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'Silly Y2K Questions [OT]'
1999\01\04@091612 by lilel

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Nigel Goodwin Sez:


> I had a wonderful phone conversation with a guy the other day, he
> was worried that his washing machine would explode on Jan 1st 2000 -
> I asked him about the machine, and it turned out it was just a model
> with a motorized sequencer - no electronics at all! :-).


That's nothing, Nigel, I had to write a letter certifying that a
toaster with a mechanical bimetal control was Y2K compliant.  I also
had to certify a timer based on a 4000 series CMOS RC oscillator was
Y2K compliant.  The recipeint of the letter was sceptical that ANY
electronic device would SURVIVE after January 1, 2000.





-- Lawrence Lile

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=> Brownout tester plans
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at:  http://home1.gte.net/llile/index.htm

1999\01\04@123416 by Dmitry Kiryashov

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Hello Lawrence ;-)

Are you really write about such a things ??? ;-) I couldn't beleive my
eyes ;-) Cool !!! CMOS RC oscillator stamped with label Y2K compliant
;-) ;-) ;-) The real win of massmedia under peoples ;-)

WBR Dmitry.

Lawrence Lile wrote:

{Quote hidden}

1999\01\04@152938 by Matt Bonner

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Dmitry Kiryashov wrote:
>
> Are you really write about such a things ??? ;-) I couldn't beleive my
> eyes ;-) Cool !!! CMOS RC oscillator stamped with label Y2K compliant
> ;-) ;-) ;-) The real win of massmedia under peoples ;-)
>
Almost as good as "Y2K Compliant" is the marketing phrase "Internet
Ready".  I've got a powerbar with a surge-protected modem plug, the box
is prominantly marked "Internet Ready"!?

--Matt

1999\01\04@154149 by dave vanhorn

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At 01:20 PM 1/4/99 -0700, Matt Bonner wrote:
>Dmitry Kiryashov wrote:
>>
>> Are you really write about such a things ??? ;-) I couldn't beleive my
>> eyes ;-) Cool !!! CMOS RC oscillator stamped with label Y2K compliant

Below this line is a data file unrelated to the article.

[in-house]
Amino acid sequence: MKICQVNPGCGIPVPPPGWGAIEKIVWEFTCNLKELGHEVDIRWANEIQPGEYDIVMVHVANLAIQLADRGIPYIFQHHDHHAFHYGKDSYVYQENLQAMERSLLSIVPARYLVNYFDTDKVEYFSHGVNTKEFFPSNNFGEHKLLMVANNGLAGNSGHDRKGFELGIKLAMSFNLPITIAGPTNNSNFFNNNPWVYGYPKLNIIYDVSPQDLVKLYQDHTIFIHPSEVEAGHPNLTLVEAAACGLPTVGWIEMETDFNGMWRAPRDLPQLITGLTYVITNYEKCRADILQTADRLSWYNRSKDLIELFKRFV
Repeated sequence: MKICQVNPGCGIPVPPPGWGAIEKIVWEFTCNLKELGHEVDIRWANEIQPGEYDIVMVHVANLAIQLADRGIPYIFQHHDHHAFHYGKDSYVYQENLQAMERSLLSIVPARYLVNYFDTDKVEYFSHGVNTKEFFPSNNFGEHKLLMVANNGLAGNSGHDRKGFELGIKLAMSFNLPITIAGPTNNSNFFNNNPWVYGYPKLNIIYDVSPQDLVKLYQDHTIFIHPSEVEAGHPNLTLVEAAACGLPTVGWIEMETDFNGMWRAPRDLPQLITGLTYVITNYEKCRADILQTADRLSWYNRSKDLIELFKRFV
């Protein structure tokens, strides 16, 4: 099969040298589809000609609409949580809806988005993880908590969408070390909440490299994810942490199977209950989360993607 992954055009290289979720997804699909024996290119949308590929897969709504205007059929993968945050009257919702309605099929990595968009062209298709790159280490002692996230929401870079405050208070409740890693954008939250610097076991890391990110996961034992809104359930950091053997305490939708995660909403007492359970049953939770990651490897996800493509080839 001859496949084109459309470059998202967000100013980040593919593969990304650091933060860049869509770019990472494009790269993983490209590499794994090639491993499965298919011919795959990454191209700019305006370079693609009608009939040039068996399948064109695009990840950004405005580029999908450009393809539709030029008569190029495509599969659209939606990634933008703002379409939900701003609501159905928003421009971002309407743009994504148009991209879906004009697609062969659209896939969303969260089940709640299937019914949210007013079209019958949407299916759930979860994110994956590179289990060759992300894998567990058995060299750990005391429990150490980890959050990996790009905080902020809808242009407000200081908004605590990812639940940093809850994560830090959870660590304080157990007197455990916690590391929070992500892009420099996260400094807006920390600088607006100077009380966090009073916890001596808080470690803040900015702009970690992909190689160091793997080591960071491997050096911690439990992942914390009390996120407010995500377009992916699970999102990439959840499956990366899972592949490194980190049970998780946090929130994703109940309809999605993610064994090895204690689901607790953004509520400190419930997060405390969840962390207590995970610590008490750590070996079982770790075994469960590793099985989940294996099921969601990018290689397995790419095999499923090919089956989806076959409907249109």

>> ;-) ;-) ;-) The real win of massmedia under peoples ;-)
>>
>Almost as good as "Y2K Compliant" is the marketing phrase "Internet
>Ready".  I've got a powerbar with a surge-protected modem plug, the box
>is prominantly marked "Internet Ready"!?
>
>--Matt


But is it "Approved for Color"?  (Marking on TV antennas, even though there
is no way to make one that wouldn't work for color, but would work for B/W..

1999\01\04@170229 by Andy Kunz

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>>Almost as good as "Y2K Compliant" is the marketing phrase "Internet
>>Ready".  I've got a powerbar with a surge-protected modem plug, the box
>>is prominantly marked "Internet Ready"!?
>>
>>--Matt
>
>
>But is it "Approved for Color"?  (Marking on TV antennas, even though there
>is no way to make one that wouldn't work for color, but would work for B/W..

You got the concept wrong.  That's a Apartheid Antenna, for Segregated
Video.  Those went out of use in the USA during the 1960's, later in some
other countries, earlier in others.

Andy

==================================================================
Andy Kunz - Statistical Research, Inc. - Westfield, New Jersey USA
==================================================================

1999\01\04@170814 by John Payson

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>Almost as good as "Y2K Compliant" is the marketing phrase "Internet
>Ready".  I've got a powerbar with a surge-protected modem plug, the box
>is prominantly marked "Internet Ready"!?

|But is it "Approved for Color"?  (Marking on TV antennas, even though there
|is no way to make one that wouldn't work for color, but would work for B/W..

I would think that if you constructed an antenna so that it would
output two images of a signal, equal in strength and electrical
phasing, but spaced 140ns apart, that the resulting antenna would
work just fine for black and white reception (the blurring produced
by the 140ns delay would be trivial) but would be quite unsuitable
for NTSC color (the 3.57545MHz color subcarrier would get nulled
out).

So when an antenna is "Approved for Color", that means it doesn't
do that.  Simple.  [It may refer to the notion that color reception
requires a better antenna than black and white, but a crummy antenna
may do a better job of receiving a station 5 miles away than a good
antenna would do at receiving a station 50 miles away].

1999\01\04@215438 by Mike Keitz

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On Mon, 4 Jan 1999 08:14:39 +0000 Lawrence Lile <spam_OUTlilelTakeThisOuTspamtoastmaster.com>
writes:
>Nigel Goodwin Sez:
>
>
>> I had a wonderful phone conversation with a guy the other day, he
>> was worried that his washing machine would explode on Jan 1st 2000 -
>> I asked him about the machine, and it turned out it was just a model
>> with a motorized sequencer - no electronics at all! :-).
>
>
>That's nothing, Nigel, I had to write a letter certifying that a
>toaster with a mechanical bimetal control was Y2K compliant.  I also